In May of 2017, at 26 years old I awoke from an emergency surgery with a cancer diagnosis, a colostomy, and the immediate knowledge that my life had just irreversibly changed. One year ago today, on December 7th 2017, after 12 rounds and 6 months of chemotherapy, I received the best news. After a clean scan I was declared officially in remission.
I’d heard the magic words! I was ready to put my mortality in the back seat where it belonged and take the steering wheel back on my life. I celebrated. I ate sushi, drank beer and did all the things I’d been denied on chemo. I received more hugs and words of congratulations than I could count. I spent weeks reveling in life without chemo. I couldn’t wait to put this cancer bullshit behind me and get busy getting back to living my life.
I was wrong. You don’t get to just put cancer behind you and move on. Remission isn’t the end of the cancer journey, but a transition. This disease will haunt me forever. For the rest of my life, with every scan and lab draw, I get to live with the crippling anxiety that my cancer might be back. That I might have to start this fight all over again.
During treatment I didn’t take much time to think about how I would feel when I was done – I was mostly focused on getting through the next round of chemo. But many of us are left with permanent side effects from our treatment. For me, it’s neuropathy – a numbness in my hands and feet that may or may not go away with time. Infertility is a common aftereffect of chemotherapy and with very short treatment timelines many patients simply don’t have time to preserve their fertility before beginning treatment. While I was able to put a few of my little swimmers on ice, it’s still too soon to test my current fertility status. My ostomy was reversed but many of my friends aren’t so lucky and will live with theirs for the rest of their lives. Cancer survivors deal with increased diagnoses of anxiety and depression. Many survivors will spend decades in debt from medical bills. Divorce rates are higher among cancer survivors than the general population. If dating in the age of tinder wasn’t already hard enough, good luck adding colon cancer to the mix.
Remission is not what I thought it would be. I thought I would hear the good words, reverse my ostomy and immediately get back to living. I was wrong. It hasn’t been a triumphant return to the old life I once lived, but a very slow reset. I spent most of the last year in limbo while I waded through the Navy’s medical review process. Not allowed to go back to work anywhere else, unfit to work for the Navy, and not allowed to travel I sat around for 9 months waiting for the official decision from the Navy to separate me. There was never a chance the Navy would keep me and I knew this as soon as I woke up from surgery with a cancer diagnosis. But it turns out people don’t like to listen to unhappy news, so through this time I had to almost daily explain my situation to friends and strangers and nod along as they tried to tell me to keep my hopes up because “Maybe the Navy would keep me!”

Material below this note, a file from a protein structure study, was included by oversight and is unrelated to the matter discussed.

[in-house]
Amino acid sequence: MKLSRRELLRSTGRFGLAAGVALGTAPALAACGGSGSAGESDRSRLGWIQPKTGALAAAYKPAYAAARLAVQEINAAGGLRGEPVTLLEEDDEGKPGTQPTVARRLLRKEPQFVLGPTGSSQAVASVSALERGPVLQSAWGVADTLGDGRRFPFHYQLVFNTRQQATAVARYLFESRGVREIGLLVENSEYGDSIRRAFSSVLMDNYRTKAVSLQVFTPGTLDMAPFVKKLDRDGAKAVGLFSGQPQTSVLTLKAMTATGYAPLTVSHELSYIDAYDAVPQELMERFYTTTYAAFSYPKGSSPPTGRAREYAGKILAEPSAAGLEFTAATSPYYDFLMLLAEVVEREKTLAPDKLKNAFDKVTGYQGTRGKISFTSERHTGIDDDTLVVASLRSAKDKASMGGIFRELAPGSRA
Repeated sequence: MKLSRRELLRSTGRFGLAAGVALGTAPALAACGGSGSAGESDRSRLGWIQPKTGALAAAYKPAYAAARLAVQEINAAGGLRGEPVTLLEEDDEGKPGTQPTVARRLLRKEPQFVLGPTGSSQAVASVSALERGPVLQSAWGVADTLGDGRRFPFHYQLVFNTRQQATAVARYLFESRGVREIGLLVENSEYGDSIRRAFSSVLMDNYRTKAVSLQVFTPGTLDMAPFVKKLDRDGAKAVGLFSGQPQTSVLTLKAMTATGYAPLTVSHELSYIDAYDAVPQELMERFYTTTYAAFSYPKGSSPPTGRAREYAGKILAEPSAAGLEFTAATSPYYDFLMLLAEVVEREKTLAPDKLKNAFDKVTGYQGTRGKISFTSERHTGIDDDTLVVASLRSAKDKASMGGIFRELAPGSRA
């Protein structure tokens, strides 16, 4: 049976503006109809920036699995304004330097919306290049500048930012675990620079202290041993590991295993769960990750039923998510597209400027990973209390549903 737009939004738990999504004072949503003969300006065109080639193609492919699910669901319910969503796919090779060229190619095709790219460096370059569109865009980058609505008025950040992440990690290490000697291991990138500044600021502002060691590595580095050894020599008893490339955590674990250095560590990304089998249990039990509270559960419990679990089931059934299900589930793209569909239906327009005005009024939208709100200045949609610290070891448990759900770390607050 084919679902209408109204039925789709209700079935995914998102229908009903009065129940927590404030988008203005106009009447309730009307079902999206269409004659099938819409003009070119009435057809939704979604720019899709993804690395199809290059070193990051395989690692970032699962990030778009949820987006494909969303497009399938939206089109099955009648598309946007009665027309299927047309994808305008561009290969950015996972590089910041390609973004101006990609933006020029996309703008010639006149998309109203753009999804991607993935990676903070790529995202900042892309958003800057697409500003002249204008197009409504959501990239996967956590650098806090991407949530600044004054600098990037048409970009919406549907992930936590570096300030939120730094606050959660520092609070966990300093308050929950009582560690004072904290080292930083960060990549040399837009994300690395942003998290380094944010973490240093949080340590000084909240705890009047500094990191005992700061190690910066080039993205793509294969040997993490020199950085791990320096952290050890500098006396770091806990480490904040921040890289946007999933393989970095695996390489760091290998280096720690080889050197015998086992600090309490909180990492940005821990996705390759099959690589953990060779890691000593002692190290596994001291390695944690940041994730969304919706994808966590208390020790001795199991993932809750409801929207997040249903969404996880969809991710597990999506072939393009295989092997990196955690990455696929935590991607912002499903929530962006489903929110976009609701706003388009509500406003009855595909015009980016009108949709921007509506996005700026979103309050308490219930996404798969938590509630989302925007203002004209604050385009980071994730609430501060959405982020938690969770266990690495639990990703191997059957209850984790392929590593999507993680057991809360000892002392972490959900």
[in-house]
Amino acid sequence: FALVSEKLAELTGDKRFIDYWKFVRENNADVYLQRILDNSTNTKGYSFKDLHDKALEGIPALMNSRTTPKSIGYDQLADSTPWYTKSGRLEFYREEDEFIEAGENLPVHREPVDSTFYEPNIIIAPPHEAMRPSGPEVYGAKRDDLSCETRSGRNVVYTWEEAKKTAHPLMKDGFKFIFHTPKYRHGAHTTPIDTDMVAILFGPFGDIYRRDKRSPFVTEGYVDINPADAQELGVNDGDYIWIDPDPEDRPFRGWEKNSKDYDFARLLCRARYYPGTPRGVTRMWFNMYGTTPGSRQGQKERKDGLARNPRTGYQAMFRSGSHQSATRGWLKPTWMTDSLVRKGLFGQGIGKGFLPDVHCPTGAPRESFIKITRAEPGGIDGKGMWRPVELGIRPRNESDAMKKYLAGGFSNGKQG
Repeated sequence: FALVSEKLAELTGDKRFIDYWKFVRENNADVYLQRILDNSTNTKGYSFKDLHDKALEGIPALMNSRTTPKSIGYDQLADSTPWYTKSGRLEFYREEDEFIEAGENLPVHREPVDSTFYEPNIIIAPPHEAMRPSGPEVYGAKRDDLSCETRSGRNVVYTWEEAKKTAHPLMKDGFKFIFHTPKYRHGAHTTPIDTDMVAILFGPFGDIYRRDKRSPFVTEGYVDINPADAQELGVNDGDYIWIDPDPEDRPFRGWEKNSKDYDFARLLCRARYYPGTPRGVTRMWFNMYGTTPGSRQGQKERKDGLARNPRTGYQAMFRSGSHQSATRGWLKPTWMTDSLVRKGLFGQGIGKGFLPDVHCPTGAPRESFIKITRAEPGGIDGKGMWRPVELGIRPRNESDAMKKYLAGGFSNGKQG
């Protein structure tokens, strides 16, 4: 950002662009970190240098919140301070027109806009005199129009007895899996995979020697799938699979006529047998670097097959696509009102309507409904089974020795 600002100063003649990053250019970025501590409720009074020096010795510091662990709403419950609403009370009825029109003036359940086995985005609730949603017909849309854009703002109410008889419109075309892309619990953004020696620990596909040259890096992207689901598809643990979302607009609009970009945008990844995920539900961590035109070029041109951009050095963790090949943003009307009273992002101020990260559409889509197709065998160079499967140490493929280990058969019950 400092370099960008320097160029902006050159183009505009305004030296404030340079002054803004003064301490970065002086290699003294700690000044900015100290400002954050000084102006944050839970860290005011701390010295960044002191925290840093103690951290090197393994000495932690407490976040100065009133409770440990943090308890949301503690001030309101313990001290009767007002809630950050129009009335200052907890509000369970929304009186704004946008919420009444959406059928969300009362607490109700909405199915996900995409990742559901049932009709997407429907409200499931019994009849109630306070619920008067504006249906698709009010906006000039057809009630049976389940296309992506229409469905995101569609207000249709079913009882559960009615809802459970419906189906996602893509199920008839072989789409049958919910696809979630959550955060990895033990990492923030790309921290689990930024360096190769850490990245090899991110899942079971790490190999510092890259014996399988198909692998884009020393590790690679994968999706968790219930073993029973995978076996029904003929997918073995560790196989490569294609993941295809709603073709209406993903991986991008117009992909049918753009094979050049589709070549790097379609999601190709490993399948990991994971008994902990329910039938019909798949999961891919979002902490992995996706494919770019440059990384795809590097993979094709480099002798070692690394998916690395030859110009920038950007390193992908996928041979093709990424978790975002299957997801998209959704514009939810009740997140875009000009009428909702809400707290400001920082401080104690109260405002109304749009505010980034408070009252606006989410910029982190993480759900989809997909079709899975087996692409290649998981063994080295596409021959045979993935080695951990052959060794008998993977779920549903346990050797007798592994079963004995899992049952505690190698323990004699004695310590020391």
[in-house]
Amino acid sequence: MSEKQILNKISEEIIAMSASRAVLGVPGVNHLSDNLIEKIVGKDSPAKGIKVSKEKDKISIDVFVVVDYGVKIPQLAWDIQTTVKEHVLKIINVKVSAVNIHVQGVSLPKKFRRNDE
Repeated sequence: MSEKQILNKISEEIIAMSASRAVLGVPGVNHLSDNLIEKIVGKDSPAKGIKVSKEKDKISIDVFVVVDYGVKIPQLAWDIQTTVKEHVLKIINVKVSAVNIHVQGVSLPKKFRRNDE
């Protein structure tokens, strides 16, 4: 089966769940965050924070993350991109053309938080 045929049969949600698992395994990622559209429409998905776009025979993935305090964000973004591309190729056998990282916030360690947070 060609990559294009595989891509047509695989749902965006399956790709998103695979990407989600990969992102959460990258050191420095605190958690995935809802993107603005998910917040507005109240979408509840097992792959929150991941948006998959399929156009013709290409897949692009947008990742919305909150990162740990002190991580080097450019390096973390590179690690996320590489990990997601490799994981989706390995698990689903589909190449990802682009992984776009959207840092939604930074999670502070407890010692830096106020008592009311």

During my first 3 month follow up appointment at the cancer center, my social worker Terra talked to me about how I was adjusting to life after cancer. She spoke of the importance of survivors acknowledging what we’ve lost so we can move on because adjusting to life after cancer is more a grieving process than anything else. In what quickly turned into an overwhelming emotional experience, I began to acknowledge that I hadn’t adjusted at all. Cancer had taken so much from me and I hadn’t at all begun to work through any of what I had lost.
Cancer clipped my wings. It took 6 inches of my colon and shook my self-confidence. Cancer took my dream job, the house on the beach, and the life of adventure I’d been living. It took the feeling from my hands and feet. It left my body scarred and worn. In a 3-month period I went from the pinnacle of my life to rock bottom. My aviation and military careers are over. The ten-year plan I had meticulously laid out is gone. Everything I thought knew about myself, my future, my goals and my dreams was suddenly so uncertain.
After my diagnosis, and into remission my emotions were always boiling just below the surface. I put on a smile and pretended everything was fine because I was tired of everyone worrying about me. I blamed the mood swings and angry outbursts on the chemo, which might have had a hand, but I was really just so angry and frustrated and hadn’t even tried to work through any of my feelings. Confidence has always been a cornerstone of my identity but for the first time in my life, I’m unsure. About everything. But I’m trying to be ok with that.
I’ve come a long way since that conversation with Terra 9 months ago but I still have a lot of work to do in figuring out who I am now. I’m not sure what’s next for me but I’m trying not to stress about it. As I sat in the chemo chair, there were a lot of things I wished I’d done. I made a lot of promises to myself about things I would do when I was healthy, and I’m trying to make that my priority for now. I separated from the Navy at the end of October. 8 days later I was in Europe. I came back home for the holidays but I’m heading back for another 6 weeks just before New Years.
I’m not the same man who pinned a set of wings on my chest two years ago. To try to go back to that wouldn’t just be impossible, it would be an affront to all I’ve lived through since. Cancer took the life I knew and broke it into a thousand pieces. There is no way to put them back together and go back to who I was. But each day I’m going to try find the good bits and put them together into something stronger than I had before. I’m going to embrace my new life as a survivor and build something new and beautiful out of the pieces I have left.